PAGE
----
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Third Street Promenade
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Angelenos Against Gridlock is an advocate for a world-class transportation system for Los Angeles County, the most populous county in America.

Blog

David Murphy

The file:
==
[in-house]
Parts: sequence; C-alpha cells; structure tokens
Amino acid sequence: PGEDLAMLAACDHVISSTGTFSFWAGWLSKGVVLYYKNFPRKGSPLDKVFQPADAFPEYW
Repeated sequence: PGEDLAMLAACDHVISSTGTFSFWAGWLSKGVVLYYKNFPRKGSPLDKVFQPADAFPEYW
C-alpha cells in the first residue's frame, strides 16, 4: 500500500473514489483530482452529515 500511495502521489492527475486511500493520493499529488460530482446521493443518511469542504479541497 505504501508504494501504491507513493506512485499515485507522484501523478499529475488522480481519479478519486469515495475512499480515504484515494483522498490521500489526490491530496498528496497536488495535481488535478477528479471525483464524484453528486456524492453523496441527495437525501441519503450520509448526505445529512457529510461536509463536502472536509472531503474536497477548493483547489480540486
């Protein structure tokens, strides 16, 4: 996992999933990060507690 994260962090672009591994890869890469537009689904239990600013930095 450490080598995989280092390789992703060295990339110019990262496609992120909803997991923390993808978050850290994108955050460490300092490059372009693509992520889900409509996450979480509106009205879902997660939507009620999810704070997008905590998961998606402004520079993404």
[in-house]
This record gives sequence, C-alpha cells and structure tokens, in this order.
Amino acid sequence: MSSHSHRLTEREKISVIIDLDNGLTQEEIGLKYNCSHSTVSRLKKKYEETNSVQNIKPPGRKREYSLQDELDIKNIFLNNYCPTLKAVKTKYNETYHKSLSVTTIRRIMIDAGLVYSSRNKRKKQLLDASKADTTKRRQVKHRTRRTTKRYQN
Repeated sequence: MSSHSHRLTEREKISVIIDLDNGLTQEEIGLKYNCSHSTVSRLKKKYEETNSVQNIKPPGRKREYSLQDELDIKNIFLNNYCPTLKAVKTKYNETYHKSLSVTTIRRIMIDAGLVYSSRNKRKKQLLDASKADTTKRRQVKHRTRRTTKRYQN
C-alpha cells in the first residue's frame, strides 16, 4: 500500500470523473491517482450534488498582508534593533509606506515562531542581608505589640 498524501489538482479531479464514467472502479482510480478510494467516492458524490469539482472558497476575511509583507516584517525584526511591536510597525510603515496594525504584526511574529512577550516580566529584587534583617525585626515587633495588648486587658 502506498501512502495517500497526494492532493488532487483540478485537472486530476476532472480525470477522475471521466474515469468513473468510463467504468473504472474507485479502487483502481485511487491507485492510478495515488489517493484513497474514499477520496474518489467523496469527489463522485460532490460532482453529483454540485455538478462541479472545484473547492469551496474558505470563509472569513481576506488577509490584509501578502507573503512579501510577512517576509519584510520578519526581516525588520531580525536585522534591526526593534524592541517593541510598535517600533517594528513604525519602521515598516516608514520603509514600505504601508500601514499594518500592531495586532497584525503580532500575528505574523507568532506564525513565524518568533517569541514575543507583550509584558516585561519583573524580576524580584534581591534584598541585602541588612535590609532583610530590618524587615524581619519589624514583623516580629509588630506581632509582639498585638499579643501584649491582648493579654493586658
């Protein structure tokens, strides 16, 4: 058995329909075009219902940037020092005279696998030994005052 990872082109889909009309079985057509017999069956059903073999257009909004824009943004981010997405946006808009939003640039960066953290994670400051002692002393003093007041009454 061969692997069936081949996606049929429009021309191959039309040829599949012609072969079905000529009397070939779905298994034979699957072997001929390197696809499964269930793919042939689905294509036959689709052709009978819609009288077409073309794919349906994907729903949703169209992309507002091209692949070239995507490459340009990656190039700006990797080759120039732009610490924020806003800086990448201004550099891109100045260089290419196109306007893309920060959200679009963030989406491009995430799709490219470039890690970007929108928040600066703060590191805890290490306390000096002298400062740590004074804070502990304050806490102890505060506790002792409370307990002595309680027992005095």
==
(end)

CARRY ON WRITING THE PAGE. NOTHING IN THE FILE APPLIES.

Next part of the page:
The Metro Board’s Planning and Programming Committee is currently hearing an oral report on the Century City station alignment.  Also see Metro’s The Source for their updates. UPDATE: several new documents are posted on Metro’s website here.   Also, see our video from the event, and a copy of the slides.   LA Streetsblog has a post reviewing the meeting. Here’s what we’re hearing from the consultants speaking before the Metro Board committee: Future developments will be possible. Cooperation is required between BHUSD and Metro, but there are many precedents for this. This does not post new risks to students, faculty, and community. Fault report: An “absolutely exhaustive" study has been completed to try to find the exact locations of where the faults come to the surface. The Constellation option is not impacted by the faults. "There is no zone along Santa Monica Blvd. where you could site a station". "On Santa Monica Blvd (Ave of Stars & Century Park East): "neither site is acceptable for the station" "Tunnels can be safely constructed under west Beverly Hills High School, Century City, and Westwood."  Update: Steve Hymon over at The Source has this image from today’s slide presentation: Metro Board members are now asking questions and making comments. Supervisor/County Mayor Michael D. Antonovich is now speaking, criticising the process (members of the Board did not receive draft info or print copies). He is saying the BHUSD should have the chance to present before the Metro Board Committee, too. Metro CEO Art Leahy is explaining that no one was given early briefings; no one was given early info. The final documentation, once released, will probably be a foot thick. There is no action item today. There will be ample time to explore this further, and gain input from “outside organizations”. Board member Pam O’Connor sees things differently. This is a “tip of the iceberg” moment, and over coming weeks and months each Board member will have a lot of time to explore and get input. Zev Yaroslavsky is speaking now. Important to have the process be fair and even, and that’s how this is being done. No privileged board members getting info early.  This is a decision that has to be based on science, not feelings. Very expensive, profound decision in terms of planning and financing. If we build a station in the wrong place, the consequences could be awful — the station could collapse or people could be killed. Discussion is now going on about how frequently earthquakes occur along these faults. It’s hard to know — could happen thousands of years in the future. Could happen tomorrow. Diane DuBois: “we don’t want to kill people. Richard Katz is now asking about ground deformations and new faults, and consultants are explaining findings. Zev Yaroslavsky asked about whether the new, more exact earthquake fault fidings will limit what construction the school district can do. The answer was that it is a separate process (that would take a while, if/once initiated) for fault data to be officially certified by the state. That’s it for the presentation. Now to public comment. We’re probably going to end our live blog now. Thanks for following!